But if it has any blemish, if it is lame or blind or has any serious blemish whatever, you shall not sacrifice it to the Lord your God.
This principle of only offering a sacrifice that is without blemish served two purposes for Israel. First, it reminded them of the seriousness of sin. You could not offer imperfections to cover your iniquities. It's what we would want to do but NOT what God requires. Sin could only be atoned by a "perfect" sacrifice. The animal you may have wanted to keep to improve the genetics of your flock was the exact animal meant to atone for your sin at the altar. Sin is a serious offense and atoning for sin required a serious, obedient, sacrificial commitment.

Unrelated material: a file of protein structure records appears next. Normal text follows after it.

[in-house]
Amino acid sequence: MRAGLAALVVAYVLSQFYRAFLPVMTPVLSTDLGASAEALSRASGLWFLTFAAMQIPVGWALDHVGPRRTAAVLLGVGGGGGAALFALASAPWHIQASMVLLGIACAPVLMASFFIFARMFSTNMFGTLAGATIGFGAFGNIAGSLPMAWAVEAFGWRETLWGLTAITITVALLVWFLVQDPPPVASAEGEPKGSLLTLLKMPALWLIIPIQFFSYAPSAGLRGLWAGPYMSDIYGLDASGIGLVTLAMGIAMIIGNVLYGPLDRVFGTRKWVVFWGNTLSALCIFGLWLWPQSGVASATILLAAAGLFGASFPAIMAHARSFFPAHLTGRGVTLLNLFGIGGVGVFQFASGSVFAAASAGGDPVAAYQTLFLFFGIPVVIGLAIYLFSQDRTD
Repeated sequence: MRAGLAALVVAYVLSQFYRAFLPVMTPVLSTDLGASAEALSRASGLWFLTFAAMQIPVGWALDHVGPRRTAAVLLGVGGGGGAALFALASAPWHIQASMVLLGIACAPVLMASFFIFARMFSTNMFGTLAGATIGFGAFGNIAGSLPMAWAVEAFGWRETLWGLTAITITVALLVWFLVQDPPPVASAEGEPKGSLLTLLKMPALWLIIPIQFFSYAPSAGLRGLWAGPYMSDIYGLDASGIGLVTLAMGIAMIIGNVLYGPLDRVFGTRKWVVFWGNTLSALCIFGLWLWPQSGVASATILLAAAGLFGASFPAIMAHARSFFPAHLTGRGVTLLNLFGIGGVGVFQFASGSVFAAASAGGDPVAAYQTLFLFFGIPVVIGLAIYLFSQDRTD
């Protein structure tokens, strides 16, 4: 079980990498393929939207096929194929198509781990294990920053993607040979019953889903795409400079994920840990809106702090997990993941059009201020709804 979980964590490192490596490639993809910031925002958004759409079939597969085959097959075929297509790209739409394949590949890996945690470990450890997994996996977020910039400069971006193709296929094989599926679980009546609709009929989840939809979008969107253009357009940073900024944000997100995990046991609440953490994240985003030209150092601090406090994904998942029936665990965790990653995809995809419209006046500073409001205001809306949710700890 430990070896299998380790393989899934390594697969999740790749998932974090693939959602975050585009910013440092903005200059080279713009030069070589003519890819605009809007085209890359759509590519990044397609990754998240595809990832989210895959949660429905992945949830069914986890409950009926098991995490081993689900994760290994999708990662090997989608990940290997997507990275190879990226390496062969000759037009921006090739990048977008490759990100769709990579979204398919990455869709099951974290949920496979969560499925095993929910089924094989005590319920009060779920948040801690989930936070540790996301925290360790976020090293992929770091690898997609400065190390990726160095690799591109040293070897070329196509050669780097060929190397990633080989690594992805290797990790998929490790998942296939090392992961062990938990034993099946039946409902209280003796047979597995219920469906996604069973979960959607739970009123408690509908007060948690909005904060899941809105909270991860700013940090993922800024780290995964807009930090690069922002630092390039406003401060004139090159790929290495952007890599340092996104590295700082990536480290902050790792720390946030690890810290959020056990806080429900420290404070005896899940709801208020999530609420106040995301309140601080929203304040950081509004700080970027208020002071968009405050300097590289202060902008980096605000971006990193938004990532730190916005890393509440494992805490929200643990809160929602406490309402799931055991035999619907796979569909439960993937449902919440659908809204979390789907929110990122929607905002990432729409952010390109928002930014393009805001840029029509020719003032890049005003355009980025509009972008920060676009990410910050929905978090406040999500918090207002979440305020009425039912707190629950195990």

Secondly, this principle taught Israel what real giving was about. It's not the primary lesson. but it is important to realize and follow. God deserves the best of what we have and not the mediocre, the damaged, the second-rate. We should never take the best for ourselves and then offer the leftovers to the Lord. We serve God with the whole of our lives, not the piece-mealed scraps of what little we think we can spare. Worshiping God is not like the penny jar at the convenience store. It is not a small gesture. Giving less than our best to God makes the worship of Him an afterthought, and that is in itself a great sin.